Abstract/Details

Microwaves and sorption on oxides: Surface temperature and adsorption selectivity investigation


2008 2008

Other formats: Order a copy

Abstract (summary)

Microwave heating is not the same as conventional heating, and it is believed that this difference, the "microwave effect," may be interpreted to be due to selective local heating. The temperature at the surface where sorption occurs is "effectively" greater than the measured solid or gas temperature. In these studies, measurements of the amount adsorbed as functions of the partial pressure of a specific adsorbate in the presence of microwave irradiation were related to conventional adsorption isotherms. Equating the adsorbate pressure required to achieve a specific coverage (an isostere) in the presence of microwave irradiation to the amount adsorbed for a conventional isotherm allowed for an estimate of the "effective" surface temperature in the presence of microwaves. It was found that the effective surface temperature increased when using adsorbates having a significantly higher permittivity or when increasing the microwave power. The implication of this change in the surface energy for specific species in the presence of microwaves is discussed.

It was hypothesized that the adsorption selectivity in the presence of microwaves is primarily dependent on the permittivity of the adsorbates, while selectivity is dependent on the heat of adsorption under conventional heating. Sorption experiments were carried out using a flow based dual-component adsorption system measuring changes in the amount adsorbed with conventional heating and using microwave heating at 2.45 and 5.8 GHz. The adsorption selectivity as a function of microwave frequency was examined for a case in which the adsorbates have an opposite dependence of permittivity with frequency (isopropanol had a greater permittivity than acetone at 2.45 GHz, and acetone had a greater permittivity than isopropanol at 5.8 GHz). It was found that microwave energy could influence sorption differently than conventional heating. Differences in the adsorption selectivity were not as great as expected based on the bulk liquid permittivities due to the miscibility of the components. The permittivities of the adsorbates in the adsorbed phase at low surface coverage may be different than that of their respective bulk liquids. The smaller than expected change in adsorption selectivity with microwave frequency might also be attributed to the miscibility of acetone and isopropanol.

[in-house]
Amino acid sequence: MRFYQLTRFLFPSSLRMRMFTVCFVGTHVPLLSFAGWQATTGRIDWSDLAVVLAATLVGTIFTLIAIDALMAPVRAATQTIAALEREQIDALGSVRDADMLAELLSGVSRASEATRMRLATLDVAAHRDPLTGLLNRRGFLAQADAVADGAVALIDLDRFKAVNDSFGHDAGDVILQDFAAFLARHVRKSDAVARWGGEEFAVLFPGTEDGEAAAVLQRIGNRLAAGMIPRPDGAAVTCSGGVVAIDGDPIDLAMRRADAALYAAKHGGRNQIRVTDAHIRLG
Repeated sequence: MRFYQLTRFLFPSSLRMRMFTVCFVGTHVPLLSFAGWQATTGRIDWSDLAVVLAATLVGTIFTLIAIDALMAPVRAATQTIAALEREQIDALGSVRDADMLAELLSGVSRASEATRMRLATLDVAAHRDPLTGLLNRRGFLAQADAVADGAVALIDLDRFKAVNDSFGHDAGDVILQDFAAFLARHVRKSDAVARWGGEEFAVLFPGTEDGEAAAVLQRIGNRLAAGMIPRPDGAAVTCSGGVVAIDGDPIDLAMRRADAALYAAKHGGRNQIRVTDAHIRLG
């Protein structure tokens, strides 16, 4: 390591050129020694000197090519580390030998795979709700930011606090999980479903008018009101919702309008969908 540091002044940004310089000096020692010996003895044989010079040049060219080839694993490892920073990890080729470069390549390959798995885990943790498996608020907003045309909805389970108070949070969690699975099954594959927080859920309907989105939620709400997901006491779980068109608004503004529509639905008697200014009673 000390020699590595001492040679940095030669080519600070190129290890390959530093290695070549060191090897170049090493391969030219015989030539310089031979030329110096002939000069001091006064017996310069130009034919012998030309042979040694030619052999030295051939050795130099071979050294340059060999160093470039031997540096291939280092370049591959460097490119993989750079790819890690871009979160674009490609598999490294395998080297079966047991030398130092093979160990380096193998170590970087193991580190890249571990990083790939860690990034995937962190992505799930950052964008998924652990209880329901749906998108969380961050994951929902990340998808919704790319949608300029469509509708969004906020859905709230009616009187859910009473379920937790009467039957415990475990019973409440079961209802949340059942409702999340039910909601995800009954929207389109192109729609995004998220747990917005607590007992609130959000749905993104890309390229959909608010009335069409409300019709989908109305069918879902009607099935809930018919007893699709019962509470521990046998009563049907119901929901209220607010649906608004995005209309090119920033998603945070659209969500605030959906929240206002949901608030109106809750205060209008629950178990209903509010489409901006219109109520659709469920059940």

Indexing (details)


Subject
Chemical engineering
Classification
0542: Chemical engineering
Identifier / keyword
Applied sciences, Adsorption, Dielectrics, Heating, Isotherms, Microwaves, Permittivity
Title
Microwaves and sorption on oxides: Surface temperature and adsorption selectivity investigation
Author
Vallee, Steven James
Number of pages
164
Publication year
2008
Degree date
2008
School code
0118
Source
DAI-B 69/08, Dissertation Abstracts International
Place of publication
Ann Arbor
Country of publication
United States
ISBN
9780549663577
Advisor
Conner, William Curtis, Jr.
Committee member
Auerbach, Scott M.; Yngvesson, K. S.
University/institution
University of Massachusetts Amherst
Department
Chemical Engineering
University location
United States -- Massachusetts
Degree
Ph.D.
Source type
Dissertations & Theses
Language
English
Document type
Dissertation/Thesis
Dissertation/thesis number
3315479
ProQuest document ID
219914581
Copyright
Database copyright ProQuest LLC; ProQuest does not claim copyright in the individual underlying works.
Document URL
http://search.proquest.com/docview/219914581
Access the complete full text

You can get the full text of this document if it is part of your institution's ProQuest subscription.

Try one of the following:

  • Connect to ProQuest through your library network and search for the document from there.
  • Request the document from your library.
  • Go to the ProQuest login page and enter a ProQuest or My Research username / password.